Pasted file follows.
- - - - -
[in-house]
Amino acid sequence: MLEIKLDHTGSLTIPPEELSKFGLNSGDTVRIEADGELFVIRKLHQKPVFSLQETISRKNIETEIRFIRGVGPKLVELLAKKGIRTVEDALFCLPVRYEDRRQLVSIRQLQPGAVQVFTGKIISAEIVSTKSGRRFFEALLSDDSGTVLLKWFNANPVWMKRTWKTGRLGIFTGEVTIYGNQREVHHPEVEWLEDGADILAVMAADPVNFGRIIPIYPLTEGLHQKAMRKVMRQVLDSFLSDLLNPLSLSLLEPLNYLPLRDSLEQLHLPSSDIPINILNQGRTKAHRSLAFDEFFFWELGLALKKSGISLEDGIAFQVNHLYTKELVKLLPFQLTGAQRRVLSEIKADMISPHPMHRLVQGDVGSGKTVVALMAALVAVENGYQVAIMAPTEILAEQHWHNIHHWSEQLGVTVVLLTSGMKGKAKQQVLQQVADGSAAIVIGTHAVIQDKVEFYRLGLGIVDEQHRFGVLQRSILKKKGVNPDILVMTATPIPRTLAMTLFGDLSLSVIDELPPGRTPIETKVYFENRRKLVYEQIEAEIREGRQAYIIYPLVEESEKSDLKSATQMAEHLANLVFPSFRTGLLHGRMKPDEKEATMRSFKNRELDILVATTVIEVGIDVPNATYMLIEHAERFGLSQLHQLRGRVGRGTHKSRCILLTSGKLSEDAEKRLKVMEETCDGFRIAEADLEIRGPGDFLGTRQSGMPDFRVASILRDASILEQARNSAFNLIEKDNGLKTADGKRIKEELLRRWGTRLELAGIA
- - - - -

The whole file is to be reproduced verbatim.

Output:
[in-house]
Amino acid sequence: MLEIKLDHTGSLTIPPEELSKFGLNSGDTVRIEADGELFVIRKLHQKPVFSLQETISRKNIETEIRFIRGVGPKLVELLAKKGIRTVEDALFCLPVRYEDRRQLVSIRQLQPGAVQVFTGKIISAEIVSTKSGRRFFEALLSDDSGTVLLKWFNANPVWMKRTWKTGRLGIFTGEVTIYGNQREVHHPEVEWLEDGADILAVMAADPVNFGRIIPIYPLTEGLHQKAMRKVMRQVLDSFLSDLLNPLSLSLLEPLNYLPLRDSLEQLHLPSSDIPINILNQGRTKAHRSLAFDEFFFWELGLALKKSGISLEDGIAFQVNHLYTKELVKLLPFQLTGAQRRVLSEIKADMISPHPMHRLVQGDVGSGKTVVALMAALVAVENGYQVAIMAPTEILAEQHWHNIHHWSEQLGVTVVLLTSGMKGKAKQQVLQQVADGSAAIVIGTHAVIQDKVEFYRLGLGIVDEQHRFGVLQRSILKKKGVNPDILVMTATPIPRTLAMTLFGDLSLSVIDELPPGRTPIETKVYFENRRKLVYEQIEAEIREGRQAYIIYPLVEESEKSDLKSATQMAEHLANLVFPSFRTGLLHGRMKPDEKEATMRSFKNRELDILVATTVIEVGIDVPNATYMLIEHAERFGLSQLHQLRGRVGRGTHKSRCILLTSGKLSEDAEKRLKVMEETCDGFRIAEADLEIRGPGDFLGTRQSGMPDFRVASILRDASILEQARNSAFNLIEKDNGLKTADGKRIKEELLRRWGTRLELAGIA